Prince Charles supports book of remembrance for Covid-19 victims

Prince Charles throws his support behind a virtual book of remembrance for Covid-19 victims to ‘help us remember, not just to recall our loss and sorrow’

  • Prince Charles has backed a virtual book of remembrance for Covid-19 victims 
  • In a video message he said pandemic had brought ‘tragedy and heartbreak’
  • Heir, who has recovered from coronavirus, recorded his video at Birkhall, his Scottish home 
  • Here’s how to help people impacted by Covid-19

The Prince of Wales is spearheading a ‘virtual memorial’ for those whose lives have been tragically taken by the ‘agonisingly painful’ Covid-19 pandemic.

Remember Me, is an online book of remembrance started by St Paul’s Cathedral, in London, but open to mark the loss of loved ones of all faiths and creeds.

In a video message to launch the project, Prince Charles says: ‘This virtual book of remembrance is here to help us remember; not just to recall our loss and sorrow, but also to be thankful for everything good that those we have loved brought into our lives, and all that they have given to others.’

From today family, friends and carers of those who have died can submit, free of charge, the name, photograph and a short message in honour of a deceased person via the Remember Me website.

The Prince of Wales has backed a virtual book of remembrance for Covid-19 victims allowing families to express their ‘loss and sorrow’ but celebrate ‘everything good’ about their loved ones.

It will remain open for entries as long as needed but the deceased person must have been living in the UK.

In his address, the heir to the throne says: ‘Together with the rest of the world, the people of the United Kingdom have experienced, personally, and in our community life, the shock of sudden change in response to the Covid-19 pandemic.

‘For too many among us, this has brought tragedy and heartbreak. For some, relatives have not been able to be present at the time of their loved one’s passing.

‘For many, the loss of their loved ones has been made all the more agonisingly painful by the necessary restrictions on funerals, travel and gatherings.

‘For all of us, there has been anxiety in the present as we have wondered what the future will be.’

He added: ‘People of every faith, and of none, believe that each human being is unique and precious. We also believe it is essential that we remember: we recall how our lives, individually and together, are shaped by the joys and sorrows of the past, so that we may look forward with hope for the future.

Charles, who recovered from the illness earlier this year, said the outbreak had ‘brought tragedy and heartbreak’ for ‘too many’.

‘We give thanks for how our lives have been woven together with theirs and, through this book, you are invited to share their lives with others – so that we and those who follow us can all remember what has been, and build together a better and more hopeful future.’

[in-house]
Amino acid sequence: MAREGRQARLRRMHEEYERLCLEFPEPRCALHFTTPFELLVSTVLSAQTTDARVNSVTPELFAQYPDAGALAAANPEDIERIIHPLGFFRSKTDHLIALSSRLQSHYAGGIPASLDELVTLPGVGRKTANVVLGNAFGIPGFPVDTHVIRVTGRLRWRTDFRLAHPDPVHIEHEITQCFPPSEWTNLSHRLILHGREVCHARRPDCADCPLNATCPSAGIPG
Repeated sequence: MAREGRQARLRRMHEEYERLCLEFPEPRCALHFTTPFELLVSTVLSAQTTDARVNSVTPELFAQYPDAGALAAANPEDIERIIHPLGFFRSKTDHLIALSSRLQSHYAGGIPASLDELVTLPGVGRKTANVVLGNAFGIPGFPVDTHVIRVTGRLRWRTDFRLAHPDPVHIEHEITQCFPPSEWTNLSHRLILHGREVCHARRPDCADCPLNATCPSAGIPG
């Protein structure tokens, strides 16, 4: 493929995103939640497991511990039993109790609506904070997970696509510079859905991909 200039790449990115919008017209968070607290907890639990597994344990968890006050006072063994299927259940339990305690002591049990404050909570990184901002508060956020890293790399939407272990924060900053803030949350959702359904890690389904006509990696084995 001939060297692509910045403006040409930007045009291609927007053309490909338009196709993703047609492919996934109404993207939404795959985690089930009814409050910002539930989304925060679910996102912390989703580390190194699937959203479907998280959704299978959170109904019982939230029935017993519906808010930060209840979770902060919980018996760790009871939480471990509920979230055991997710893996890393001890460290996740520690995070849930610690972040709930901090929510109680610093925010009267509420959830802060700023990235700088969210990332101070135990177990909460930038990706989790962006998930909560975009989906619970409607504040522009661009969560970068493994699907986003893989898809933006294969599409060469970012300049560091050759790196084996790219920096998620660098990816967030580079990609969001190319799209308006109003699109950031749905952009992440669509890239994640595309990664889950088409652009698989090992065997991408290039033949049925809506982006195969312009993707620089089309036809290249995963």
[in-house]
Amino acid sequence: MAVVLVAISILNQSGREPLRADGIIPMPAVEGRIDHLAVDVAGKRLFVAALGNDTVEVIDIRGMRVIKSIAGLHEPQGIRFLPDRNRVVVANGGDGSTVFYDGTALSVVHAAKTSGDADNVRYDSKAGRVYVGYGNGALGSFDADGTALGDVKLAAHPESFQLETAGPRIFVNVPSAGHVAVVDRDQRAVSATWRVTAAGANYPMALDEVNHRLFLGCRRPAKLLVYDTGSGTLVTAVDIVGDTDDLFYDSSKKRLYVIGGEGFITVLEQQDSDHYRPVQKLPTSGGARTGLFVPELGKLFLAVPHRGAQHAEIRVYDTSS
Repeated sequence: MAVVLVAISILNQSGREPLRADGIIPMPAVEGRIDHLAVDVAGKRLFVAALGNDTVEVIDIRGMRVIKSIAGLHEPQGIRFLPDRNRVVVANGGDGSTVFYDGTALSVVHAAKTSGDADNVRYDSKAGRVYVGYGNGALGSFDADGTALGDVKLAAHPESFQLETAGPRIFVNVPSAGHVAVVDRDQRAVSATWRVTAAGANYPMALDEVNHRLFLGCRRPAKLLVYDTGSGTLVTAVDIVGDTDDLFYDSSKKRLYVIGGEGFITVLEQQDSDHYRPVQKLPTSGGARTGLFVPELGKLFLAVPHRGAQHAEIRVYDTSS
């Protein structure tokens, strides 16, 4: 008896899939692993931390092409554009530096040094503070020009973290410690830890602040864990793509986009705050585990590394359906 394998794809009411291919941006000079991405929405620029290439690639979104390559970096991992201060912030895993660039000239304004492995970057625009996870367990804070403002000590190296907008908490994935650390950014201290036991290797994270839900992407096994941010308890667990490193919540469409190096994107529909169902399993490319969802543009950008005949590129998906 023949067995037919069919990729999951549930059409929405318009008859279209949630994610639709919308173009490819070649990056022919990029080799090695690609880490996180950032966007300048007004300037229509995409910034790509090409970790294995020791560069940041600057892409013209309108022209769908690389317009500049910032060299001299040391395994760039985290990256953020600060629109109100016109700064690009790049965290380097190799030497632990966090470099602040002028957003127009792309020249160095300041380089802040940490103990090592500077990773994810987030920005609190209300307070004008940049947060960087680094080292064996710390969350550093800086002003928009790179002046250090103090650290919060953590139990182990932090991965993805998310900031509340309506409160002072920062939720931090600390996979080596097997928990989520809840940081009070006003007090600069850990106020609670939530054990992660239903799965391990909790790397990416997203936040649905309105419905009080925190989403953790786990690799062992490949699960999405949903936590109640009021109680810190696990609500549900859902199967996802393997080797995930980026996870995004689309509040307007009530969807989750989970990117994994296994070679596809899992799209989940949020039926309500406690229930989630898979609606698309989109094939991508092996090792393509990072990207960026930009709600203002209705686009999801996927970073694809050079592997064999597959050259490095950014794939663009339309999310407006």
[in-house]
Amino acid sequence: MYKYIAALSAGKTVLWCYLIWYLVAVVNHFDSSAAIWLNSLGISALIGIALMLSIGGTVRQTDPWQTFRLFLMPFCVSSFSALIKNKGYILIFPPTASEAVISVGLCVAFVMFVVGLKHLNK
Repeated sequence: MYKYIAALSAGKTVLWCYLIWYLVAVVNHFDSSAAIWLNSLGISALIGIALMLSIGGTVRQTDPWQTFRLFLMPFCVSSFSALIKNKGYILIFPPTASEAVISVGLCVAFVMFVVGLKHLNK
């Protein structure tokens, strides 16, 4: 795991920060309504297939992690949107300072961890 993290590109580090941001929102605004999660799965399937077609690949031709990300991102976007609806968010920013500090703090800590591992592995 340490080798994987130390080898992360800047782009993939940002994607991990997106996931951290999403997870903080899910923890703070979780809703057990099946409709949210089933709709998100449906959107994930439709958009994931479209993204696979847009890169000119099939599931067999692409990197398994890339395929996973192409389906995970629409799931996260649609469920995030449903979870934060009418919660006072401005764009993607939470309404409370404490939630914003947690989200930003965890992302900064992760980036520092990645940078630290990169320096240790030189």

The Dean of St Paul’s Cathedral, the Very Reverend David Ison, added: ‘We are all experiencing the devastating impacts of Covid-19 across the country and beyond.

‘Remember Me is an opportunity to mourn every person we have lost to the effects of this terrible disease, an encouragement to offer compassion and support to those left behind, and an ongoing recognition of the impact of the pandemic on the UK.’

Remember Me has the support of other faith leaders in the UK and is being supported by The Dorfman Foundation, founded by Jewish businessman and philanthropist Sir Lloyd Dorfman.

To launch the project, the choristers of St Paul’s Cathedral have recorded a beautiful piece of music to serve as an anthem for the book, Mendelssohn’s Lift Thine Eyes, part of Psalm 121.

St Paul’s community has experienced loss during the pandemic with the mother of Oliver Caroe, surveyor of the fabric of the cathedral, dying on April 5 aged 81 due to Covid-19. Pictured: Mrs Caroe

There are also plans for the Remember Me site to become a physical memorial at the cathedral.

It already has approved designs for a new inner porch in the North transept and, subject to funding, it will serve as a memorial for all who have died as a result of the coronavirus pandemic.

St Paul’s community has experienced loss during the pandemic with the mother of Oliver Caroe, surveyor of the fabric of the cathedral, dying on April 5 aged 81 due to Covid-19.

Mr Caroe, whose job was famously held by the architect of St Paul’s Sir Christopher Wren, said about Mrs Caroe, a former GP and police surgeon: ‘When my mum was sent off in an ambulance, we feared we would never see her again.

‘Not having any of the closeness, face to face conversations or rituals that you would normally have in place with someone over their last days adds to the deep emotional impact.’

He said his mother’s family and friends were planning a party in her honour: ‘In the meantime, I hope the Remember Me memorial will help us all look ahead, past the immediate, painful horizon, in hope.’

The idea for the memorial project stemmed from a conversation the Dean had with the Bishop of London Dame Sarah Mullally in mid April when she mentioned an online book she had come across and he decided to create a virtual book of remembrance.

Dr Ison, who has recorded a video to launch the project, said: ‘It’s important for people’s spiritual, emotional and mental health to be able to express grief and have somewhere to put that grief and that remembrance.’

And he said collectively expressing tributes following a death was vital as it helped people connect: ‘Of course it’s a personal tragedy and loss for people but to know that’s shared and that’s understood by other people in the country ‘that we share this together’ is a supportive thing.’ 

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